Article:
Or does that just apply when they disagree with you? Just checking.

Posted by: Russ at December 1, 2010 11:25 AM

Tea Partiers, no comment?

"In the arguments in favor of a declaration of rights, one which has great weight with me [is] the legal check which it puts into the hands of the judiciary." --Thomas Jefferson to James Madison, 1789.

Posted by: Russ at December 1, 2010 11:29 AM


No problem with unelected judges here. Them's the rules as writ. Elected judges are no panacea, either. Direct recall, well, that would be an interesting experiment but hard to justify in a representative republic.

The problem with OCare is that it is a unique misapplication of that old slut the Commerce Clause. It's one thing to regulate interstate commerce as it occurs; it's quite another to mandate that individuals participate in commerce. Unique as in nobody has had the chutzpah to try it before.

Posted by: chuckR at December 1, 2010 11:59 AM

One of the problems with polygamy and polyandry is that men and women are born in roughly even numbers (IIRC its 105:100 boy/girl at birth and evens out somewhat in the first few years).
The only areas where polyandry might be justified is South and East Asia where female abortion and infanticide has left far, far more men now of marrigable age that women. No area I know of where polygamy makes any societal sense.

Posted by: chuckR at December 1, 2010 12:06 PM

Q: What's the best punishment for having multiple wives?

A: Having multiple wives.


Posted by: Patrick at December 1, 2010 12:18 PM

The reasons for supporting gay marriage from a societal standpoint are very similar to the reasons for supporting traditional marriage

Increased societal stability

The arguments put forth by Justin
are all long discredited, easily destroyed Right-Wing talking points

Bottom line is there are no rational arguments against gay marriage and there are plenty of good ones for it.

Posted by: Sammy at December 1, 2010 5:32 PM

Thanks for posting, Justin. I'm very busy at work and haven't been able to get post today.

First: "One of the problems with polygamy and polyandry is that men and women are born in roughly even numbers" -ChuckR

Well, just as with Gay Marriage, I expect that only a tiny fraction of the population will engage in polygamous marriage. Nobody I know is interested in having more than one wife, except for maybe one or two who are in 'open marriages' anyway.

Same for gay marriage... There's only a small portion of society that are gay, and only a subset will choose to get married.

I think that the benefits that marriage confer (fiscal stability, committed love, death benefits, higher-achieving children) greatly outweigh whatever 'costs' you lay down.

Also, I think 'modernizing' the societal construct of marriage to be more inclusive might actually boost the number of people doing it. I certainly don't like the idea of throwing a $20,000 party for a purpose that some of my guests are unrightfully excluded from. It seems rude.

Regulating marriage in order to promote certain 'approved' lifestyles at the expense of others that are being successfully carried-out seems like exactly the kind of 'government control' that the Right bashes Progressives for.

Posted by: mangeek at December 1, 2010 5:51 PM

Also, I'm going to re-work something Justin said, see if it makes sense:

"Same-sex marriage puts an end to the silly notion that the biological ability of men and women to create children through sex is the single most relevant factor in marriage. Gay parents who pair up for life resolve questions of responsibility. They set their adopted children within families who want them instead of the broken, dysfunctional, or neglectful ones to which they were born. They affirm that they are joined in the children that they have jointly raised and instill a sort of existential security on which healthy worldviews and habits can be built."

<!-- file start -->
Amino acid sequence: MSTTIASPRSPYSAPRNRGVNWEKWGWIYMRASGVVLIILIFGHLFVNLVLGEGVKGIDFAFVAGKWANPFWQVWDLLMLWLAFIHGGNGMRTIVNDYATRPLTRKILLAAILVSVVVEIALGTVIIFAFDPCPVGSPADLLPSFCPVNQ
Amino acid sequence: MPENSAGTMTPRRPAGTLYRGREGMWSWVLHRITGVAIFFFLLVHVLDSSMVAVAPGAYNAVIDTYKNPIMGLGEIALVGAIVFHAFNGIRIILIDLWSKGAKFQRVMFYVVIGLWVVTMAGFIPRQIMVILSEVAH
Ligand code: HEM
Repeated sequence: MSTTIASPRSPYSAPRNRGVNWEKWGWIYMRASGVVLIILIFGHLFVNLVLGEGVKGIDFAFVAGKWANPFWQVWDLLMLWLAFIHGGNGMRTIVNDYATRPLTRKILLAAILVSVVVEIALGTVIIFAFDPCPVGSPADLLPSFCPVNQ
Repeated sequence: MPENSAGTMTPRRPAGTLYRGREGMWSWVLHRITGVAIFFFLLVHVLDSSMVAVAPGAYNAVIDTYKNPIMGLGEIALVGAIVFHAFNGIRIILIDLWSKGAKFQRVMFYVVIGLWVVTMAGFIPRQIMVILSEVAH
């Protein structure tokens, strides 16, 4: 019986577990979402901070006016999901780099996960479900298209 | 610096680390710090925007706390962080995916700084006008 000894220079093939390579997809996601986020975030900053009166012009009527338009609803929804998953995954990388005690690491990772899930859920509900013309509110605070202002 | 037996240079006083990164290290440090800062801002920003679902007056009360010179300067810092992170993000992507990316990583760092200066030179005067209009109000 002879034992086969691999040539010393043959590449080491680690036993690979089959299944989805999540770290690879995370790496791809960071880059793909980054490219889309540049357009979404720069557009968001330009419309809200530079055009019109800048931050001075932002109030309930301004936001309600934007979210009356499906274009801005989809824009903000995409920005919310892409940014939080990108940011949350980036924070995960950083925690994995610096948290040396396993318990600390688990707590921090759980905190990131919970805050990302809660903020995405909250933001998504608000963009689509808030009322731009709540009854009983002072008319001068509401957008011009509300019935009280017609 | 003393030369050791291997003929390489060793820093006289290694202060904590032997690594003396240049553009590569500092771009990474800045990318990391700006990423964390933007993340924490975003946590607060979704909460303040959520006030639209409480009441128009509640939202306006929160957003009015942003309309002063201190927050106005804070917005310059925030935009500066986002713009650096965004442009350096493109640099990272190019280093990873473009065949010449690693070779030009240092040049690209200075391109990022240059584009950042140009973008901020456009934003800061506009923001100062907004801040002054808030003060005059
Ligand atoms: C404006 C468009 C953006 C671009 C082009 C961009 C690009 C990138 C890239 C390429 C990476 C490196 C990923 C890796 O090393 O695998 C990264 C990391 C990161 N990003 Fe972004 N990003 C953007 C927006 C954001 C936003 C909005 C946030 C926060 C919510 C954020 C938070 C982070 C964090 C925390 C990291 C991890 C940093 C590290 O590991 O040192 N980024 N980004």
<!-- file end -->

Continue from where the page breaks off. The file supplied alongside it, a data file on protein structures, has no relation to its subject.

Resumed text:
I know quite a few gay couples. Only a small subset are interested in marriage for themselves, and only a subset of them are interested in raising children of their own. Some of that might be a factor of age, since not many of my heterosexual friends seem particularly interested in marriage or kids before they get into their thirties. All in all, I don't think getting more willing-and-able child-raising units will have much of an effect either way.

Posted by: mangeek at December 1, 2010 6:46 PM

The USA is the greatest "Social Experiment... Ever"

Justin, you are beating a dead horse..time to move on, Gay marriage will be, the law of the land..and children in the future will search the Internet and wonder, who this crazy conservative "Justin Katz" was, and
why did sane people listen to his foolishness ???

Folks on the Right call Gay Marriage, and, ending...Don't ask Don't Tell a social experiment

as they called
ending slavery, a social experiment
opposed by conservatives in both parties

Women's right to vote
opposed by conservatives in both parties

integration of our armed forces
opposed by conservatives in both parties

integration of colleges
opposed by conservatives in both parties

Voting Rights for Blacks
opposed by conservatives in both parties

Posted by: Sammy at December 1, 2010 10:40 PM

I'm just sick of the lies told by the little Leftists on this board. I'm happy to debate with honest adults, but this barrage of false statements stifles discussion. I do wish Justin would set some ground rules here.

Posted by: BobN at December 2, 2010 9:25 AM

Oh, brother. So, Bob, you'd prefer a cheering section to a debate? The whole "lies" thing is getting a little tired.

Posted by: Russ at December 3, 2010 10:31 AM

Oh, and well said, chuckR. I think many progressives would agree that the Commerce Clause has been so far extended to allow federal control of nearly everything. Notably conservatives frequent ignore the issue when convenient, for instance in calling for cross state competition in health insurance.

Posted by: Russ at December 3, 2010 10:35 AM